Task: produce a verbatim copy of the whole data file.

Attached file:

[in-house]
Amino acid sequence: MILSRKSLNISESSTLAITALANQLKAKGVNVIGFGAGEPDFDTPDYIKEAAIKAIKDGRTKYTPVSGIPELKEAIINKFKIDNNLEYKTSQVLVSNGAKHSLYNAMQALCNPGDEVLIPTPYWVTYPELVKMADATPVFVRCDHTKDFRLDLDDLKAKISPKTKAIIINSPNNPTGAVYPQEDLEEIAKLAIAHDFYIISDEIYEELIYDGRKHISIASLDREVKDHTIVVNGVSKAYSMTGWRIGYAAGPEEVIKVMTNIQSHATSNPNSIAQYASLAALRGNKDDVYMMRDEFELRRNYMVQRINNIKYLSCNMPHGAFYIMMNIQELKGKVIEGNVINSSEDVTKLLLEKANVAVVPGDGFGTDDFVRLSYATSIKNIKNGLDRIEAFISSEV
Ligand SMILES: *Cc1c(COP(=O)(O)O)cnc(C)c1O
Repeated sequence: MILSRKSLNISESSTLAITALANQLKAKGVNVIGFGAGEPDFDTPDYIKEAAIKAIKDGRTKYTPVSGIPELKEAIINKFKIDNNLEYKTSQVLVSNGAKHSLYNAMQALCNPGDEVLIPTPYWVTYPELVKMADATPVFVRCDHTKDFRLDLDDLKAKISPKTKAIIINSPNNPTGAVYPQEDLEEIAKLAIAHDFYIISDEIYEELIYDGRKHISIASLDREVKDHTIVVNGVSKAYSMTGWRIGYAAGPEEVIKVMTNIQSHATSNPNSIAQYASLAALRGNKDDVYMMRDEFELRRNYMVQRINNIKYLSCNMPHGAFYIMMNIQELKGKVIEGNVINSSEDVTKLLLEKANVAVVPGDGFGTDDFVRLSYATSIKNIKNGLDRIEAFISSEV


[in-house]
Amino acid sequence: MILSRKSLNISESSTLAITALANQLKAKGVNVIGFGAGEPDFDTPDYIKEAAIKAIKDGRTKYTPVSGIPELKEAIINKFKIDNNLEYKTSQVLVSNGAKHSLYNAMQALCNPGDEVLIPTPYWVTYPELVKMADATPVFVRCDHTKDFRLDLDDLKAKISPKTKAIIINSPNNPTGAVYPQEDLEEIAKLAIAHDFYIISDEIYEELIYDGRKHISIASLDREVKDHTIVVNGVSKAYSMTGWRIGYAAGPEEVIKVMTNIQSHATSNPNSIAQYASLAALRGNKDDVYMMRDEFELRRNYMVQRINNIKYLSCNMPHGAFYIMMNIQELKGKVIEGNVINSSEDVTKLLLEKANVAVVPGDGFGTDDFVRLSYATSIKNIKNGLDRIEAFISSEV
Ligand SMILES: *Cc1c(COP(=O)(O)O)cnc(C)c1O
Repeated sequence: MILSRKSLNISESSTLAITALANQLKAKGVNVIGFGAGEPDFDTPDYIKEAAIKAIKDGRTKYTPVSGIPELKEAIINKFKIDNNLEYKTSQVLVSNGAKHSLYNAMQALCNPGDEVLIPTPYWVTYPELVKMADATPVFVRCDHTKDFRLDLDDLKAKISPKTKAIIINSPNNPTGAVYPQEDLEEIAKLAIAHDFYIISDEIYEELIYDGRKHISIASLDREVKDHTIVVNGVSKAYSMTGWRIGYAAGPEEVIKVMTNIQSHATSNPNSIAQYASLAALRGNKDDVYMMRDEFELRRNYMVQRINNIKYLSCNMPHGAFYIMMNIQELKGKVIEGNVINSSEDVTKLLLEKANVAVVPGDGFGTDDFVRLSYATSIKNIKNGLDRIEAFISSEV